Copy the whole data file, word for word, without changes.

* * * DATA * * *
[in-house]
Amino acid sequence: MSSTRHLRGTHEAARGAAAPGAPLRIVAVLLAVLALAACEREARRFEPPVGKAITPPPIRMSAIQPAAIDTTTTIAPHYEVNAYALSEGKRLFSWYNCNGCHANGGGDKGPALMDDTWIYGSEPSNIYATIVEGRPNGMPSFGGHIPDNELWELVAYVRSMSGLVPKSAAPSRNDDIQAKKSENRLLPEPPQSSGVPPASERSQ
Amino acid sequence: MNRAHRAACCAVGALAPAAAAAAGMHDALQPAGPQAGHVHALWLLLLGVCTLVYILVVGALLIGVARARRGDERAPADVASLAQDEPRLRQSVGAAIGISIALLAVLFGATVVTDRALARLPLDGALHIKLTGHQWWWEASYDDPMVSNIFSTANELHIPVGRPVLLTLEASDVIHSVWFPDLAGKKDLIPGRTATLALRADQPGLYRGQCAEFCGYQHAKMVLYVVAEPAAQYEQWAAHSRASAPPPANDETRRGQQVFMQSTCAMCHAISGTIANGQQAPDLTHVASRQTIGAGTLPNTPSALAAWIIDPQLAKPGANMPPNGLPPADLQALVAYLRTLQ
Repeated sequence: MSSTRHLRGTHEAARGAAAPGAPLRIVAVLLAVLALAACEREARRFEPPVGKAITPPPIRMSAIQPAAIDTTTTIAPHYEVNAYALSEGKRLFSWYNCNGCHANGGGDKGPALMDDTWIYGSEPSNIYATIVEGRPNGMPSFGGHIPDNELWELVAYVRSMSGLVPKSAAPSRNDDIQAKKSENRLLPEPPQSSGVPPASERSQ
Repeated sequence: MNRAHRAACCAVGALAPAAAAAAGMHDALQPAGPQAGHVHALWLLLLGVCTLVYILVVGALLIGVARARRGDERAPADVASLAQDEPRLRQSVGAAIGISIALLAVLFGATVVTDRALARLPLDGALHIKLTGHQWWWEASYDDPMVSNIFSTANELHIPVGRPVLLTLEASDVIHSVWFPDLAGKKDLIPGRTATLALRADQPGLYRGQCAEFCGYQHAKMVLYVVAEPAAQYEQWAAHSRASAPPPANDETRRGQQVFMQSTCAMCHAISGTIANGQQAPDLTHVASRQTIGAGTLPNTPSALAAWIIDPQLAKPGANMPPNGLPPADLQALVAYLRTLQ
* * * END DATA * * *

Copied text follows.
[in-house]
Amino acid sequence: MSSTRHLRGTHEAARGAAAPGAPLRIVAVLLAVLALAACEREARRFEPPVGKAITPPPIRMSAIQPAAIDTTTTIAPHYEVNAYALSEGKRLFSWYNCNGCHANGGGDKGPALMDDTWIYGSEPSNIYATIVEGRPNGMPSFGGHIPDNELWELVAYVRSMSGLVPKSAAPSRNDDIQAKKSENRLLPEPPQSSGVPPASERSQ
Amino acid sequence: MNRAHRAACCAVGALAPAAAAAAGMHDALQPAGPQAGHVHALWLLLLGVCTLVYILVVGALLIGVARARRGDERAPADVASLAQDEPRLRQSVGAAIGISIALLAVLFGATVVTDRALARLPLDGALHIKLTGHQWWWEASYDDPMVSNIFSTANELHIPVGRPVLLTLEASDVIHSVWFPDLAGKKDLIPGRTATLALRADQPGLYRGQCAEFCGYQHAKMVLYVVAEPAAQYEQWAAHSRASAPPPANDETRRGQQVFMQSTCAMCHAISGTIANGQQAPDLTHVASRQTIGAGTLPNTPSALAAWIIDPQLAKPGANMPPNGLPPADLQALVAYLRTLQ
Repeated sequence: MSSTRHLRGTHEAARGAAAPGAPLRIVAVLLAVLALAACEREARRFEPPVGKAITPPPIRMSAIQPAAIDTTTTIAPHYEVNAYALSEGKRLFSWYNCNGCHANGGGDKGPALMDDTWIYGSEPSNIYATIVEGRPNGMPSFGGHIPDNELWELVAYVRSMSGLVPKSAAPSRNDDIQAKKSENRLLPEPPQSSGVPPASERSQ
Repeated sequence: MNRAHRAACCAVGALAPAAAAAAGMHDALQPAGPQAGHVHALWLLLLGVCTLVYILVVGALLIGVARARRGDERAPADVASLAQDEPRLRQSVGAAIGISIALLAVLFGATVVTDRALARLPLDGALHIKLTGHQWWWEASYDDPMVSNIFSTANELHIPVGRPVLLTLEASDVIHSVWFPDLAGKKDLIPGRTATLALRADQPGLYRGQCAEFCGYQHAKMVLYVVAEPAAQYEQWAAHSRASAPPPANDETRRGQQVFMQSTCAMCHAISGTIANGQQAPDLTHVASRQTIGAGTLPNTPSALAAWIIDPQLAKPGANMPPNGLPPADLQALVAYLRTLQ